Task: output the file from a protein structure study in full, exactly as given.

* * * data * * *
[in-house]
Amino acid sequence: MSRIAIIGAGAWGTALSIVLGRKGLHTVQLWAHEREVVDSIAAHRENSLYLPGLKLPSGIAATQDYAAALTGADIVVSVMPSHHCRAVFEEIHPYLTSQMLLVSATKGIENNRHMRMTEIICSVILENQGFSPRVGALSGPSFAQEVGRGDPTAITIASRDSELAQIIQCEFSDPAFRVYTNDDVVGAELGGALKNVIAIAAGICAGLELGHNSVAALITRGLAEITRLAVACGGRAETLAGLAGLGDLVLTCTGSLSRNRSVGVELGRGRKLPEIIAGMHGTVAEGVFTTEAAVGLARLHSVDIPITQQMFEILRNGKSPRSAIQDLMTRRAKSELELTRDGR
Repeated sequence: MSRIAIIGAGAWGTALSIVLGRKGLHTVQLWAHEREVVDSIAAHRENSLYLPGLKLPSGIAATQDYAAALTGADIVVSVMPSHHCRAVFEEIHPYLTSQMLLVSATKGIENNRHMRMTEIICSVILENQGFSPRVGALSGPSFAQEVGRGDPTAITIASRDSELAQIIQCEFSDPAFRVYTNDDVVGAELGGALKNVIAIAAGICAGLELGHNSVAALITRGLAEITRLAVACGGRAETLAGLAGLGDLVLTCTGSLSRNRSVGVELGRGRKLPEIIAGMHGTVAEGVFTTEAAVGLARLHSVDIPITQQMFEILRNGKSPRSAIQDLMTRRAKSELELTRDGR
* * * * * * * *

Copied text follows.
[in-house]
Amino acid sequence: MSRIAIIGAGAWGTALSIVLGRKGLHTVQLWAHEREVVDSIAAHRENSLYLPGLKLPSGIAATQDYAAALTGADIVVSVMPSHHCRAVFEEIHPYLTSQMLLVSATKGIENNRHMRMTEIICSVILENQGFSPRVGALSGPSFAQEVGRGDPTAITIASRDSELAQIIQCEFSDPAFRVYTNDDVVGAELGGALKNVIAIAAGICAGLELGHNSVAALITRGLAEITRLAVACGGRAETLAGLAGLGDLVLTCTGSLSRNRSVGVELGRGRKLPEIIAGMHGTVAEGVFTTEAAVGLARLHSVDIPITQQMFEILRNGKSPRSAIQDLMTRRAKSELELTRDGR
Repeated sequence: MSRIAIIGAGAWGTALSIVLGRKGLHTVQLWAHEREVVDSIAAHRENSLYLPGLKLPSGIAATQDYAAALTGADIVVSVMPSHHCRAVFEEIHPYLTSQMLLVSATKGIENNRHMRMTEIICSVILENQGFSPRVGALSGPSFAQEVGRGDPTAITIASRDSELAQIIQCEFSDPAFRVYTNDDVVGAELGGALKNVIAIAAGICAGLELGHNSVAALITRGLAEITRLAVACGGRAETLAGLAGLGDLVLTCTGSLSRNRSVGVELGRGRKLPEIIAGMHGTVAEGVFTTEAAVGLARLHSVDIPITQQMFEILRNGKSPRSAIQDLMTRRAKSELELTRDGR